Focused on one of these so-called ?building blocks of the universe?, the electron, which is the basis for many advances we enjoy today, is the work of two important Spanish physicists, Pedro Miguel Etxenike- Landiríbar, professor of Condensed Matter Physics at the Universidad del País Vasco, and Emilio Méndez Pérez, professor of the same subject at the University of New York.

The capacity for work of these two scientists, and the enthusiasm with which they apply themselves to their careers each day, inspires admiration for their intellectual curiosity, whose results have practical applications for actual progress, and eloquently express the indispensable interplay between basic and applied science.

We join in their concern for the need to improve aid programmes for research and to encourage society to put its best resources toward backing the talents that venture out onto the paths of creativity and innovation.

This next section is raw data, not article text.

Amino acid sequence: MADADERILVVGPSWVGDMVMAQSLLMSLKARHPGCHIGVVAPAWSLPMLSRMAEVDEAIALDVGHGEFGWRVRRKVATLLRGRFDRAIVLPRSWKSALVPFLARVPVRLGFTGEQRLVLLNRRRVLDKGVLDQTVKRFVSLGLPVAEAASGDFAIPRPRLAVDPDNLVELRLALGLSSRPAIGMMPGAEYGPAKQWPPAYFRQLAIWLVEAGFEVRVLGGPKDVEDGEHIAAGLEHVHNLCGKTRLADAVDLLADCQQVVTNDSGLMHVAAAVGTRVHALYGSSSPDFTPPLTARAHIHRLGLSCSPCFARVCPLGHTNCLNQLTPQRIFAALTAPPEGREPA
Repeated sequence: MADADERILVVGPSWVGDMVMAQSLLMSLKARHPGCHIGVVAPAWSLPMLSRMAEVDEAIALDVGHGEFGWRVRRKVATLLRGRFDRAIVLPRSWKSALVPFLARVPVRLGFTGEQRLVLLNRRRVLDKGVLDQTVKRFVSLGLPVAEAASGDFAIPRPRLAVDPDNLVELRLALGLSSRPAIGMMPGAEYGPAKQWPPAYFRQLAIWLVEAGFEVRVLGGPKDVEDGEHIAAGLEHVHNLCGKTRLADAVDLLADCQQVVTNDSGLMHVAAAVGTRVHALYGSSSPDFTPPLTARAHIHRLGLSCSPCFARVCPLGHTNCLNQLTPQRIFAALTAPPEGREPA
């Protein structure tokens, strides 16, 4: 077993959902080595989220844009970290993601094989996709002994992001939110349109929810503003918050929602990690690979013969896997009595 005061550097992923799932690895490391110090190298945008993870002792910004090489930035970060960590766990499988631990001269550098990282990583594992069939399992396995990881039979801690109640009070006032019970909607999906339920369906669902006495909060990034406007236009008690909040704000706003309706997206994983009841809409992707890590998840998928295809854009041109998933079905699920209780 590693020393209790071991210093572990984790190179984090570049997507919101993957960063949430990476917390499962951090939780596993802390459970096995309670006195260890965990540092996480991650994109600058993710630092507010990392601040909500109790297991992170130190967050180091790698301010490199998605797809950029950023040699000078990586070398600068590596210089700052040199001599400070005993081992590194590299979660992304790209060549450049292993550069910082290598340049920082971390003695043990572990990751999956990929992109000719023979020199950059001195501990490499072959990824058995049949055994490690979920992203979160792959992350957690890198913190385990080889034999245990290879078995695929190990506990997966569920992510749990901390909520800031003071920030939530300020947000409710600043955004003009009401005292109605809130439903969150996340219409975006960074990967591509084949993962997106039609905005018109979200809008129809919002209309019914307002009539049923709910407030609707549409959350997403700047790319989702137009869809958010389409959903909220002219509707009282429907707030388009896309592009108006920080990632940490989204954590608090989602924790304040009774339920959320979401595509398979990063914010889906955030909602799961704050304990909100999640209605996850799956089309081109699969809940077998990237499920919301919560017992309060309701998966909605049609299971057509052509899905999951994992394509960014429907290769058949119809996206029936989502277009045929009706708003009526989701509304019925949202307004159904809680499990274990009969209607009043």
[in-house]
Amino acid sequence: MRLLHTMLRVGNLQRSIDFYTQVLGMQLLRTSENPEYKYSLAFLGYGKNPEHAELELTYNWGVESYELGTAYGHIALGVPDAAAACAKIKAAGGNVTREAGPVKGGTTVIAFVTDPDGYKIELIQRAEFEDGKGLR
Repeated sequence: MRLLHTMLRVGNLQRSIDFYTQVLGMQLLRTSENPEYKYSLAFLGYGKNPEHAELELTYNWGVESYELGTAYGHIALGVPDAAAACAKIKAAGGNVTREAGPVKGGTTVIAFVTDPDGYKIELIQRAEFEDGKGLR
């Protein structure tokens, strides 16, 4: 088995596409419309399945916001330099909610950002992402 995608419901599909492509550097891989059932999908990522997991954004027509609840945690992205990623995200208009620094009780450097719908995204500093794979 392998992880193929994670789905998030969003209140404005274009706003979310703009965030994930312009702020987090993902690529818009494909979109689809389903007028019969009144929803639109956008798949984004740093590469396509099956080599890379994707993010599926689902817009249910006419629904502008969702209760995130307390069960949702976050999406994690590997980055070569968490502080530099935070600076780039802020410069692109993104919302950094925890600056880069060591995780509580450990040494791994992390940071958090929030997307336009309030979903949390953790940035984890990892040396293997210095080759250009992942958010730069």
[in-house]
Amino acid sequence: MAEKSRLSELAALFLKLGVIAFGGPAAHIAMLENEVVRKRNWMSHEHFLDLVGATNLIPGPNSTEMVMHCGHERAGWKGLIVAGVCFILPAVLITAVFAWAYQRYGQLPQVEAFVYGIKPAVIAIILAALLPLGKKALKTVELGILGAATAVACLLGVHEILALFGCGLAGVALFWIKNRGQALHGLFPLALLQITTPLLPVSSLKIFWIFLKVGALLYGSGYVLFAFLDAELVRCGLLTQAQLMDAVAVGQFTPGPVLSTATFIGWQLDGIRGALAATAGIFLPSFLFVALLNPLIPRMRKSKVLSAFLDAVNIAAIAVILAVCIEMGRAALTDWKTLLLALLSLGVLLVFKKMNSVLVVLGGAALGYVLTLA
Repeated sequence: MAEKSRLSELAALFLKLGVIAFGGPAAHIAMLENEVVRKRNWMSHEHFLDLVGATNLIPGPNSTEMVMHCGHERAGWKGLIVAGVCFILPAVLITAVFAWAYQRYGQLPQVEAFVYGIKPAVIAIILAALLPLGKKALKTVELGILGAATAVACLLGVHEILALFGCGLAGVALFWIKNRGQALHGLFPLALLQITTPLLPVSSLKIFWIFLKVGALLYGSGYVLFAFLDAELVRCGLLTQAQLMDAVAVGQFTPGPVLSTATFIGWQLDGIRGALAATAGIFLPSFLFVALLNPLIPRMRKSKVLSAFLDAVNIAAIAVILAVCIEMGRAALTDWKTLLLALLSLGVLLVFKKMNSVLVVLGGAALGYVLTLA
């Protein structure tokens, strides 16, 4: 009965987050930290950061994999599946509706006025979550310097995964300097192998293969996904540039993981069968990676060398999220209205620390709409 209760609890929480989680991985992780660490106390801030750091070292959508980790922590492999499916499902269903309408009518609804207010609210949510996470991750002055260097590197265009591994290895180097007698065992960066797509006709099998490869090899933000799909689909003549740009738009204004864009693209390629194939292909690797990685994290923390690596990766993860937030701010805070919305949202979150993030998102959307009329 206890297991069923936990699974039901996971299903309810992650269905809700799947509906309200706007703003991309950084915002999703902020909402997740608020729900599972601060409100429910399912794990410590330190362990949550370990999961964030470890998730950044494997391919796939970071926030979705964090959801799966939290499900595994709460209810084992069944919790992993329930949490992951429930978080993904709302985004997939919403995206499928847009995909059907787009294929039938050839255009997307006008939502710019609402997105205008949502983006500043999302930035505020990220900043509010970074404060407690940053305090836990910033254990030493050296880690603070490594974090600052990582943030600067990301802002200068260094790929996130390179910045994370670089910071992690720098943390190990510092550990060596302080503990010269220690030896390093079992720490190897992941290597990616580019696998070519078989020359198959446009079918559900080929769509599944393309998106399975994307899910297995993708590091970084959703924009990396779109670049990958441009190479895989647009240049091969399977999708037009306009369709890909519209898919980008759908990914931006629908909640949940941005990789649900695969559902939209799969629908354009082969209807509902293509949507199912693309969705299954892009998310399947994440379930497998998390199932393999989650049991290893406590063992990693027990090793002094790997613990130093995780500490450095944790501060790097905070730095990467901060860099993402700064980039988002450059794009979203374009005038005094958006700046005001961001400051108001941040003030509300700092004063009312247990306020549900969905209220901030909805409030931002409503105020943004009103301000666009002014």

This is especially true for our younger scientists, with their rigorous training and growing prestige, who guarantee our future in an increasingly specialised and competitive world, since, as Jovellanos said, ?only the peoples who study nature can be free, and, by looking out at the world, they become wiser and more prosperous?.

The Prince of Asturias Award for Letters has been awarded this year to the writer Francisco Ayala, for his liberal and critical spirit, his independence and his sure mastery, his attempts to delve deeper into the human condition and his love of freedom, all of which he has generously moulded into innumerable essays, works of fiction, articles, and memoirs.

Standing out in Ayala´s valuable work is his lucid personality, restless and young in spite of an admirable maturity, and covering such varied topics as exile and the cinema, Don Quixote and the social sciences, dreams and technology, up-to-the-minute journalism and timeless reflections ? and his ever-present personal and subtle vision of Spain and the Spanish.